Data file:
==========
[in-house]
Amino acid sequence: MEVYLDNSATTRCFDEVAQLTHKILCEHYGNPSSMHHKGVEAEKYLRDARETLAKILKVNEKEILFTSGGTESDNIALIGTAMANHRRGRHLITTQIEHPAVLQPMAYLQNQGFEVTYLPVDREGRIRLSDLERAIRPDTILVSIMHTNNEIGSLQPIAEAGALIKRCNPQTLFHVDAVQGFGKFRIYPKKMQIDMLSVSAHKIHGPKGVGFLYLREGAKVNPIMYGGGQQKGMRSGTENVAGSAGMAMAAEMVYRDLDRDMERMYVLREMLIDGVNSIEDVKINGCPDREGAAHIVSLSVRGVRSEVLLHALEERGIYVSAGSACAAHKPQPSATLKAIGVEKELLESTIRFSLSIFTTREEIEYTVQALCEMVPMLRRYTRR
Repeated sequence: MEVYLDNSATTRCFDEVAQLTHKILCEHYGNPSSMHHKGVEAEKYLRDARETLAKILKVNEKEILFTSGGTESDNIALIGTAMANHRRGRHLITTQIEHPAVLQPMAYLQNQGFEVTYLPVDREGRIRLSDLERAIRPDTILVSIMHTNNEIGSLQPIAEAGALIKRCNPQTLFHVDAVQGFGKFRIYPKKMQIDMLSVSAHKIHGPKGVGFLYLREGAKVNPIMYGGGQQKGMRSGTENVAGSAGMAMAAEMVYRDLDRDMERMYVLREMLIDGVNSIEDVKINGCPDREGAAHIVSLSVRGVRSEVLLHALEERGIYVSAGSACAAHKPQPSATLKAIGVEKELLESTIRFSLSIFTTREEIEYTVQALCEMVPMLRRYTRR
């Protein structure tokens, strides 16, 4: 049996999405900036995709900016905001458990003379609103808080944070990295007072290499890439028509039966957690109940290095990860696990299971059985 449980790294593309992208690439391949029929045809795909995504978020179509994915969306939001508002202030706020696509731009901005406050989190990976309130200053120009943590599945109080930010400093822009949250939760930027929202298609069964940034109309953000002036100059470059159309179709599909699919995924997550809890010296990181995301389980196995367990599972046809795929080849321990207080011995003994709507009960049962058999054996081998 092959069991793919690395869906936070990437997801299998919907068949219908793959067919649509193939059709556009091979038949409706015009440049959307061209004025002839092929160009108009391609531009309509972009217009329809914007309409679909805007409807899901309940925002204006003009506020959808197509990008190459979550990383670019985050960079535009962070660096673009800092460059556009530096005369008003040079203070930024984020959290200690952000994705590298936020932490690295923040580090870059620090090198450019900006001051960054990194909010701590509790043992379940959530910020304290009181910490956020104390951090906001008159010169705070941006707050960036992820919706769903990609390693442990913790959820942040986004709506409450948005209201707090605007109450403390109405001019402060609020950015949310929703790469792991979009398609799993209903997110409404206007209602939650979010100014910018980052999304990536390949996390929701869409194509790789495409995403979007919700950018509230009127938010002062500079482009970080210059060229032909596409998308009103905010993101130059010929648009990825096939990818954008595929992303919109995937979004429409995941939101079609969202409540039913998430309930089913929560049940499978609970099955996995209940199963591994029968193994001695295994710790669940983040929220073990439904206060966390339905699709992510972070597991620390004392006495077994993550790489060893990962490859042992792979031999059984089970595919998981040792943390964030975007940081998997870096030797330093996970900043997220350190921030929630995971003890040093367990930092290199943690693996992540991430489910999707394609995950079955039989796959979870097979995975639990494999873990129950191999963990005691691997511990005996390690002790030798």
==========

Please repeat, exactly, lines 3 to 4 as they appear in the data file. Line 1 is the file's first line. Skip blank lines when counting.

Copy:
Repeated sequence: MEVYLDNSATTRCFDEVAQLTHKILCEHYGNPSSMHHKGVEAEKYLRDARETLAKILKVNEKEILFTSGGTESDNIALIGTAMANHRRGRHLITTQIEHPAVLQPMAYLQNQGFEVTYLPVDREGRIRLSDLERAIRPDTILVSIMHTNNEIGSLQPIAEAGALIKRCNPQTLFHVDAVQGFGKFRIYPKKMQIDMLSVSAHKIHGPKGVGFLYLREGAKVNPIMYGGGQQKGMRSGTENVAGSAGMAMAAEMVYRDLDRDMERMYVLREMLIDGVNSIEDVKINGCPDREGAAHIVSLSVRGVRSEVLLHALEERGIYVSAGSACAAHKPQPSATLKAIGVEKELLESTIRFSLSIFTTREEIEYTVQALCEMVPMLRRYTRR
């Protein structure tokens, strides 16, 4: 049996999405900036995709900016905001458990003379609103808080944070990295007072290499890439028509039966957690109940290095990860696990299971059985 449980790294593309992208690439391949029929045809795909995504978020179509994915969306939001508002202030706020696509731009901005406050989190990976309130200053120009943590599945109080930010400093822009949250939760930027929202298609069964940034109309953000002036100059470059159309179709599909699919995924997550809890010296990181995301389980196995367990599972046809795929080849321990207080011995003994709507009960049962058999054996081998 092959069991793919690395869906936070990437997801299998919907068949219908793959067919649509193939059709556009091979038949409706015009440049959307061209004025002839092929160009108009391609531009309509972009217009329809914007309409679909805007409807899901309940925002204006003009506020959808197509990008190459979550990383670019985050960079535009962070660096673009800092460059556009530096005369008003040079203070930024984020959290200690952000994705590298936020932490690295923040580090870059620090090198450019900006001051960054990194909010701590509790043992379940959530910020304290009181910490956020104390951090906001008159010169705070941006707050960036992820919706769903990609390693442990913790959820942040986004709506409450948005209201707090605007109450403390109405001019402060609020950015949310929703790469792991979009398609799993209903997110409404206007209602939650979010100014910018980052999304990536390949996390929701869409194509790789495409995403979007919700950018509230009127938010002062500079482009970080210059060229032909596409998308009103905010993101130059010929648009990825096939990818954008595929992303919109995937979004429409995941939101079609969202409540039913998430309930089913929560049940499978609970099955996995209940199963591994029968193994001695295994710790669940983040929220073990439904206060966390339905699709992510972070597991620390004392006495077994993550790489060893990962490859042992792979031999059984089970595919998981040792943390964030975007940081998997870096030797330093996970900043997220350190921030929630995971003890040093367990930092290199943690693996992540991430489910999707394609995950079955039989796959979870097979995975639990494999873990129950191999963990005691691997511990005996390690002790030798």